US7257079B1 (en) 1999-12-23 2007-08-14 Intel Corporation Physical layer and data link interface with adaptive speed
US20070286192A1 (en) * 2006-06-07 2007-12-13 Broadcom Corporation Flexible MAC/PHY Association
US7330924B1 (en) 2004-08-27 2008-02-12 Xilinx, Inc. Network media access controller embedded in a programmable logic device—physical layer interface
US7570657B1 (en) 2000-12-15 2009-08-04 Marvell International Ltd. Autonegotiation between 1000Base-X and 1000Base-T
US7761643B1 (en) 2004-08-27 2010-07-20 Xilinx, Inc. Network media access controller embedded in an integrated circuit host interface
US20120076251A1 (en) * 2010-09-24 2012-03-29 Huimin Chen Digital nrzi signal for serial interconnect communications between the link layer and physical layer
US9231722B2 (en) * 2013-01-28 2016-01-05 Broadcom Corporation Multi-port channelized optical line terminal
US9319348B2 (en) 2011-05-24 2016-04-19 Cisco Technology, Inc. Octal serial gigabit media-independent interface
US9543919B2 (en) * 2011-10-24 2017-01-10 Skyworks Solutions, Inc. Dual mode power amplifier control interface with a multi-mode general purpose input/output interface

Families Citing this family (5)

* Cited by examiner, † Cited by third party
Publication number Priority date Publication date Assignee Title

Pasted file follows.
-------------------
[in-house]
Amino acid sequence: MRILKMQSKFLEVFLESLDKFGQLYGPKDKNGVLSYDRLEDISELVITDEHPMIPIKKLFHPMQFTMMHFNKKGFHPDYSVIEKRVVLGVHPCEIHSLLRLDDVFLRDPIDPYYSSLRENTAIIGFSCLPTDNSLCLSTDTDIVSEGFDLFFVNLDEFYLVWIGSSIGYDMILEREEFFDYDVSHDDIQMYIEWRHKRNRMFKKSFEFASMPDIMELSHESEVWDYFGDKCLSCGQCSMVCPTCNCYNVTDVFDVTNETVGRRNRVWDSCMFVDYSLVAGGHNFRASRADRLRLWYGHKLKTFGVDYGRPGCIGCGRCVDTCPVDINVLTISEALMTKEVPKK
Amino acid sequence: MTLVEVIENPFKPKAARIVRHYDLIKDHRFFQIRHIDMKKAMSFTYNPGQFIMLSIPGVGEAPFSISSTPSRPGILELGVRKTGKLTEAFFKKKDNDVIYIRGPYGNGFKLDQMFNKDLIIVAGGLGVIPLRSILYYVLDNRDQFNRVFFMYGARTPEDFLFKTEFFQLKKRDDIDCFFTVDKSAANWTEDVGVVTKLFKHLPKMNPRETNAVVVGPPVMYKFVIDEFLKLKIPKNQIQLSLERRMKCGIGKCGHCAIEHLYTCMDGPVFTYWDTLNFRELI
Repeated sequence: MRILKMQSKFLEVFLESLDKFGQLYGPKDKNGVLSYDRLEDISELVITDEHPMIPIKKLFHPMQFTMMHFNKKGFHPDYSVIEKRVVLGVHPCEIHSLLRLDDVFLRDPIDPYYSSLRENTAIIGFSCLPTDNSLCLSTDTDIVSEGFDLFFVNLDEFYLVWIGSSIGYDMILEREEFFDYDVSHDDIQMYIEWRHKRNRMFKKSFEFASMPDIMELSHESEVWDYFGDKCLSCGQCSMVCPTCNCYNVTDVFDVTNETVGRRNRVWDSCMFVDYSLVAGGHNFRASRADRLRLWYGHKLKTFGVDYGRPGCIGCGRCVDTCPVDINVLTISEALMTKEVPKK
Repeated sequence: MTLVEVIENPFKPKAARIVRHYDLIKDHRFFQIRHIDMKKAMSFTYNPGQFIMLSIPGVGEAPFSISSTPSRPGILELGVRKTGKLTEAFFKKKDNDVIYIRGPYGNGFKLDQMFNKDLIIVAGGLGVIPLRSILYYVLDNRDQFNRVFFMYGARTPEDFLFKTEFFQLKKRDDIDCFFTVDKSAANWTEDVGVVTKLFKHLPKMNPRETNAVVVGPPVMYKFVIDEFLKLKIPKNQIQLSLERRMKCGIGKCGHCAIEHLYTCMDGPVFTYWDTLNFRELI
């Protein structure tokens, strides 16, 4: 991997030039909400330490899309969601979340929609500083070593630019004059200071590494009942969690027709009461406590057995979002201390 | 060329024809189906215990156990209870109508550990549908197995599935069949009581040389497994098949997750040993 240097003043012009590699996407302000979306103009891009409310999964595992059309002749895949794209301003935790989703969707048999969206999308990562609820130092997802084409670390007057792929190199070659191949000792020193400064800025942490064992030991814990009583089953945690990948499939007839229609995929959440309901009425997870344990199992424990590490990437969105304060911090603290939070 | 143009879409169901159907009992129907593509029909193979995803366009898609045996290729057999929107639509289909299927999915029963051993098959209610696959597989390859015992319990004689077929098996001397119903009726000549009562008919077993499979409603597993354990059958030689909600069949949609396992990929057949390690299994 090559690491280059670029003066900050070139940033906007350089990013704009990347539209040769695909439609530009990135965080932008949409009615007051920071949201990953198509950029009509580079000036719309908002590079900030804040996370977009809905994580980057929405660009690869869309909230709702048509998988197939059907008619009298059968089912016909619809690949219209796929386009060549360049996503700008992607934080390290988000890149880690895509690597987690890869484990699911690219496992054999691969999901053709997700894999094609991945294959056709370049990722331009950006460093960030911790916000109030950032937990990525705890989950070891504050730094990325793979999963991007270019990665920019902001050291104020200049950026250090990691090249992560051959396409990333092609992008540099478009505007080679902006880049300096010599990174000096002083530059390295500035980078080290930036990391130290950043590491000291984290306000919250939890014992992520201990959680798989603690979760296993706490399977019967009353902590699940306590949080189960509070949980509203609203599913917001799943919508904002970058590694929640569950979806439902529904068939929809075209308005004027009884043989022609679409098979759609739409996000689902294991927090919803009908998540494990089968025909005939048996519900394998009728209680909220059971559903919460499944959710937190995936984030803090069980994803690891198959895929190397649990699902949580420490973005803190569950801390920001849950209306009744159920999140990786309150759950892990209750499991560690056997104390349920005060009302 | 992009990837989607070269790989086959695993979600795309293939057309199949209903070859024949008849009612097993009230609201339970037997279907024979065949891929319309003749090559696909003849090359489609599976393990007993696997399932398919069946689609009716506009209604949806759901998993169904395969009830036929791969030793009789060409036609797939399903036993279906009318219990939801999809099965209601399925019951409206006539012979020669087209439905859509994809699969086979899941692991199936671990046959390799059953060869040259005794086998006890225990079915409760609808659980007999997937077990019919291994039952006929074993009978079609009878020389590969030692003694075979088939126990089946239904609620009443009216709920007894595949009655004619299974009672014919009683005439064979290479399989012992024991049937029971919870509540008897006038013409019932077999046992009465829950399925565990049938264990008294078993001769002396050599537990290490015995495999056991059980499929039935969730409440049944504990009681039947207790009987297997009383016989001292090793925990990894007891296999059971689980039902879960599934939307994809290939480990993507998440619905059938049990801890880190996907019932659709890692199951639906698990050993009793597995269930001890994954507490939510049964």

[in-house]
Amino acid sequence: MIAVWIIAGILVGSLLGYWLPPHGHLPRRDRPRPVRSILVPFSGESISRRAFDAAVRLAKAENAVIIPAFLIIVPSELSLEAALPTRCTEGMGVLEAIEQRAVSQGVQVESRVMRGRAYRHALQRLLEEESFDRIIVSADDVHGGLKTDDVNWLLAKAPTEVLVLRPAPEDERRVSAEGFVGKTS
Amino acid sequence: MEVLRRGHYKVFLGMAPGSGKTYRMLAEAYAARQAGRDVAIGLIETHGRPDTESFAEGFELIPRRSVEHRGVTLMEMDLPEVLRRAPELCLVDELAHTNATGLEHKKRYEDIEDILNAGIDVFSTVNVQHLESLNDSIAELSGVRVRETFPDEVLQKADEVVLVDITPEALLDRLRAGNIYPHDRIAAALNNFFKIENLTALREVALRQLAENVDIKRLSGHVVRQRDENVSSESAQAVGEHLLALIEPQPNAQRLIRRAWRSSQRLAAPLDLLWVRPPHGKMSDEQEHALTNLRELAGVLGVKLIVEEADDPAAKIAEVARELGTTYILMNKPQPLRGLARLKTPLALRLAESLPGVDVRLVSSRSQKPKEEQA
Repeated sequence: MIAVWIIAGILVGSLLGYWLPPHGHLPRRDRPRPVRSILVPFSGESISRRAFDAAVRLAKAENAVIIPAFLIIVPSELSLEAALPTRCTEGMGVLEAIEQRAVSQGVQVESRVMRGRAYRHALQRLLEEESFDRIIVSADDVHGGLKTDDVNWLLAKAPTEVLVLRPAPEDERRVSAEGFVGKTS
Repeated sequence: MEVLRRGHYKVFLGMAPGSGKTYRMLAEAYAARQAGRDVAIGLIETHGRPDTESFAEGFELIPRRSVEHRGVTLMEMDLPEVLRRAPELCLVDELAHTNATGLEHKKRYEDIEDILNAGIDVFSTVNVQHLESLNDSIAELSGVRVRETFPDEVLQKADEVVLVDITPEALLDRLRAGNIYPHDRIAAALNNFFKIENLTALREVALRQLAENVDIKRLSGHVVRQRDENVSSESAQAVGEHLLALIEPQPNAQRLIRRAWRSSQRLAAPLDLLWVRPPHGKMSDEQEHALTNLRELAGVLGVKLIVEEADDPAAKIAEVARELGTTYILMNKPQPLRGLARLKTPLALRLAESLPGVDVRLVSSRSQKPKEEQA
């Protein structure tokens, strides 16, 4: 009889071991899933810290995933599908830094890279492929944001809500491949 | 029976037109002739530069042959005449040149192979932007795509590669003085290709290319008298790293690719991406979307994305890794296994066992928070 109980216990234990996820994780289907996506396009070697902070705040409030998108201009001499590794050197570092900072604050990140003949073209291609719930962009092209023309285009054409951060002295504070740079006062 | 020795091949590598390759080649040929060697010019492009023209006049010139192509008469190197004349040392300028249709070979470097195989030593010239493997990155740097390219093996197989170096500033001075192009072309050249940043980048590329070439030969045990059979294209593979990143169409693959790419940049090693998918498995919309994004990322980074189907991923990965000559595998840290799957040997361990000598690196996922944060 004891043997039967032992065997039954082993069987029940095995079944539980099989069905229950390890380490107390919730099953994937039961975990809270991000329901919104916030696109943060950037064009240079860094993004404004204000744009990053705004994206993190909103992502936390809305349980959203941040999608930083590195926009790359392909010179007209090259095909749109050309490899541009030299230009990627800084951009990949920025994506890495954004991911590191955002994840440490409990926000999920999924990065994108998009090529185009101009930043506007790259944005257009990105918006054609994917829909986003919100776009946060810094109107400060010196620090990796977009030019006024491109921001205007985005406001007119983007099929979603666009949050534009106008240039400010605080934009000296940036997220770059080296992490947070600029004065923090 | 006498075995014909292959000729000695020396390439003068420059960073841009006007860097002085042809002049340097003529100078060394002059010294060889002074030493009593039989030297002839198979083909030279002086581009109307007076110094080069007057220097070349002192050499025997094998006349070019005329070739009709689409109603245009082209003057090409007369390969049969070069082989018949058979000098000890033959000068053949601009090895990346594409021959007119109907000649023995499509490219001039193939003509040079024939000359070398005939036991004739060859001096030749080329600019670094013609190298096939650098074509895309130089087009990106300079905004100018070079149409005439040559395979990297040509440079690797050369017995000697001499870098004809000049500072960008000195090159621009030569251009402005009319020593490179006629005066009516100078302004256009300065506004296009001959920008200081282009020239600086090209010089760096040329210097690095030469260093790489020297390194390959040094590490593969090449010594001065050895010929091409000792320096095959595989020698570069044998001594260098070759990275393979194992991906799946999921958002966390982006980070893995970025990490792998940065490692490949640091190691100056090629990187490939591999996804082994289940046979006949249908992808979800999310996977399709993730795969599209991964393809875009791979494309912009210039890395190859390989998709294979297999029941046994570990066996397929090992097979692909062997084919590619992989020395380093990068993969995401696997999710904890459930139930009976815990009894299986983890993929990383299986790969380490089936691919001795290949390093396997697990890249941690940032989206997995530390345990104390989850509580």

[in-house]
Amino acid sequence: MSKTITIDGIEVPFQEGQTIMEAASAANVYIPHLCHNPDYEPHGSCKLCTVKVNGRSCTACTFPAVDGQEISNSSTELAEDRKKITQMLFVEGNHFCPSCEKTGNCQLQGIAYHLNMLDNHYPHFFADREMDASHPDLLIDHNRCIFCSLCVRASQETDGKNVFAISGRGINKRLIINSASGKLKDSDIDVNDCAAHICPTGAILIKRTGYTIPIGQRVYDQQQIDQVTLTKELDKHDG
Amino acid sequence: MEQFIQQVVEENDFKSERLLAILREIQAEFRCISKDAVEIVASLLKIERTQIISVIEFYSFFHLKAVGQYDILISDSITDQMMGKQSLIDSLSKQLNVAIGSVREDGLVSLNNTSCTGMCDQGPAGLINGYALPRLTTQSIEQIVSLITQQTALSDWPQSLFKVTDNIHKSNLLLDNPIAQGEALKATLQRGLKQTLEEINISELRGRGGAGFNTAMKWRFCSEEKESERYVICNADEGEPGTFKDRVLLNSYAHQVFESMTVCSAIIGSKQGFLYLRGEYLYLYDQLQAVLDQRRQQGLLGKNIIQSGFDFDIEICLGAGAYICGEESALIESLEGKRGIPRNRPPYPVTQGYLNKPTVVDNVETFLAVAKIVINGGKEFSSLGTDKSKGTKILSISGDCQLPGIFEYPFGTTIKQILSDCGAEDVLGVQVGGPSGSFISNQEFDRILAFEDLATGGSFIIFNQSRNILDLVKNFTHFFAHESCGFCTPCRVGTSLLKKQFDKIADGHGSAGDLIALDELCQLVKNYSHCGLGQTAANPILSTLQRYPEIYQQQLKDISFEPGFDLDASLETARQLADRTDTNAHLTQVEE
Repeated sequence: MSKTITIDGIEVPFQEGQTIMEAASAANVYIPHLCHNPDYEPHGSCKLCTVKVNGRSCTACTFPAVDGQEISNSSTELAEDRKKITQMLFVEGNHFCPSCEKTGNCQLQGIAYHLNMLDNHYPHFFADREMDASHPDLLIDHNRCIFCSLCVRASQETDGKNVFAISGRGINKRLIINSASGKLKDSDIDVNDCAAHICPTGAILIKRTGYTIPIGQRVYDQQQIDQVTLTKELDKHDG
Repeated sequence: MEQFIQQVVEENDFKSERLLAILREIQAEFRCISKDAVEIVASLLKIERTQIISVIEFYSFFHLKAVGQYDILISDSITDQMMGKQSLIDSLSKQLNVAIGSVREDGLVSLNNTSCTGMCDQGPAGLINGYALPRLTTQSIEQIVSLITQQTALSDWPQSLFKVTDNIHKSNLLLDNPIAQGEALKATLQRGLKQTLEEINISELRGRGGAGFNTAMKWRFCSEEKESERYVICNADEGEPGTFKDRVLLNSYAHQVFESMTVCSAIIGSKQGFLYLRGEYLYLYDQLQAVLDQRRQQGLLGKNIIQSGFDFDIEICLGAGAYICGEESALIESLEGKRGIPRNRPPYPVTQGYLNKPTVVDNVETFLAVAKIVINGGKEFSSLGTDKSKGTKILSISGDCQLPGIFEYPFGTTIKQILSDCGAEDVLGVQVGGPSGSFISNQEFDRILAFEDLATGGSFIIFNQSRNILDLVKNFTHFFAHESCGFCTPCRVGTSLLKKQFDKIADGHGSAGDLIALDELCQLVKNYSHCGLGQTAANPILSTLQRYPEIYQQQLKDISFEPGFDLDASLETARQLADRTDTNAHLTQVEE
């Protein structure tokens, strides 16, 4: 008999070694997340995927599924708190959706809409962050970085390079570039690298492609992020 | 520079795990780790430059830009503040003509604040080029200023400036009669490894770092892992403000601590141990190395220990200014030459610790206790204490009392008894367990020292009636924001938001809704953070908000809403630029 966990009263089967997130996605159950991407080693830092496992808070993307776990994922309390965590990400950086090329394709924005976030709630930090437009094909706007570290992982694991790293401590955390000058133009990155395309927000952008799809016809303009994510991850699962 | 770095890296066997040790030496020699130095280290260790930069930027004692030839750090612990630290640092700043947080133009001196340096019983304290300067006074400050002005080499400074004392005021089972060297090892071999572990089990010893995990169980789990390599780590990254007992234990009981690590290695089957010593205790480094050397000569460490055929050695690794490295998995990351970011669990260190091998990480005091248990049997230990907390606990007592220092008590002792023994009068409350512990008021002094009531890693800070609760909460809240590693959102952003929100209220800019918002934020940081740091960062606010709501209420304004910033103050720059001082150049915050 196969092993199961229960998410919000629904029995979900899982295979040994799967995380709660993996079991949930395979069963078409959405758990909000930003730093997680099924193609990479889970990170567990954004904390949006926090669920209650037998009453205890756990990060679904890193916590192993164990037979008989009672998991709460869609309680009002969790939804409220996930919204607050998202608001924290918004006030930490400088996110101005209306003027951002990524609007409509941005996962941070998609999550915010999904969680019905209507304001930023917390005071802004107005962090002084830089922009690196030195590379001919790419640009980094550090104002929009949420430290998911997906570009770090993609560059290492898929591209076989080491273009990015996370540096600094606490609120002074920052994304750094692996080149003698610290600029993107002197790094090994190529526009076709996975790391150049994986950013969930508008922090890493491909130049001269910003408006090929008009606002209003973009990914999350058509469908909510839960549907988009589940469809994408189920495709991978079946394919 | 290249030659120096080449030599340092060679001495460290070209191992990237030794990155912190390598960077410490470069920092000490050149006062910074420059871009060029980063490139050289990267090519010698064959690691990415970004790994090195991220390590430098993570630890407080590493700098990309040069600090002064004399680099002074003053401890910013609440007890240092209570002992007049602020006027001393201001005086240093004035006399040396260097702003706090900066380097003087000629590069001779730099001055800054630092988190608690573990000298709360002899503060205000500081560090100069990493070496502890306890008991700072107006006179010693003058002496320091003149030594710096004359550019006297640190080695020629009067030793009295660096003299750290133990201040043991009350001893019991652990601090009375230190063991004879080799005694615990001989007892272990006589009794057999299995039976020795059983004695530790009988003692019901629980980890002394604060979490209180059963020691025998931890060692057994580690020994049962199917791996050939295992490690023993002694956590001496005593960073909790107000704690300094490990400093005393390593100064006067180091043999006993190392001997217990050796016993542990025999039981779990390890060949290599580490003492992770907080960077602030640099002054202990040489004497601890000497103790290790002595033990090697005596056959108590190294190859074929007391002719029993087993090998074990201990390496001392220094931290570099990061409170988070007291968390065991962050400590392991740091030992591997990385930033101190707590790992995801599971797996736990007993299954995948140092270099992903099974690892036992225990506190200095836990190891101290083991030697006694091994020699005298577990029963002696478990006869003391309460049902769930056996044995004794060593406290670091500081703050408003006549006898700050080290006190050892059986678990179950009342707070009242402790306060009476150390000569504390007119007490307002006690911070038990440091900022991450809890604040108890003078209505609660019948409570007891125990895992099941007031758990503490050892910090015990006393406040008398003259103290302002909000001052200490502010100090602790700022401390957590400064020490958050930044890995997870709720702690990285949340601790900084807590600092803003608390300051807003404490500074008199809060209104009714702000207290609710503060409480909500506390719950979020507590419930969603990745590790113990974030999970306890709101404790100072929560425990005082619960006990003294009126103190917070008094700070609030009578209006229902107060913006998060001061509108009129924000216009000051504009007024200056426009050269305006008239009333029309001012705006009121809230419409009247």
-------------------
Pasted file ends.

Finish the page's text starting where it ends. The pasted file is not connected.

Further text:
GB9706379D0 (en) * 1997-03-27 1997-05-14 Texas Instruments Ltd Network switch
US6044087A (en) * 1997-06-30 2000-03-28 Sun Microsystems, Inc. Interface for a highly integrated ethernet network element
WO2000028703A1 (en) 1998-11-10 2000-05-18 Kabushiki Kaisha Toshiba Matrix switch
DE10028370B4 (en) * 2000-06-08 2005-05-04 Siemens Ag A method for data communication between a plurality of MAC controllers
JP5893800B2 (en) 2012-06-14 2016-03-23 スカイワークス ソリューションズ,インコーポレイテッドSkyworks Solutions,Inc. Related system includes a power amplifier module, device, and method

Citations (18)

* Cited by examiner, † Cited by third party
Publication number Priority date Publication date Assignee Title
US3660606A (en) * 1970-04-28 1972-05-02 Western Union Telegraph Co Method and apparatus for time division multiplex transmission of data and voice signals
US3665405A (en) * 1970-03-17 1972-05-23 Computer Transmission Corp Multiplexer
US3781818A (en) * 1972-05-08 1973-12-25 Univ Johns Hopkins Data block multiplexing system
US3914553A (en) * 1973-09-24 1975-10-21 Cselt Centro Studi Lab Telecom Multiplexing/demultiplexing network with series/parallel conversion for TDM system
US4143246A (en) * 1977-09-06 1979-03-06 Bell Telephone Laboratories, Incorporated Time division line interface circuit
US4485470A (en) * 1982-06-16 1984-11-27 Rolm Corporation Data line interface for a time-division multiplexing (TDM) bus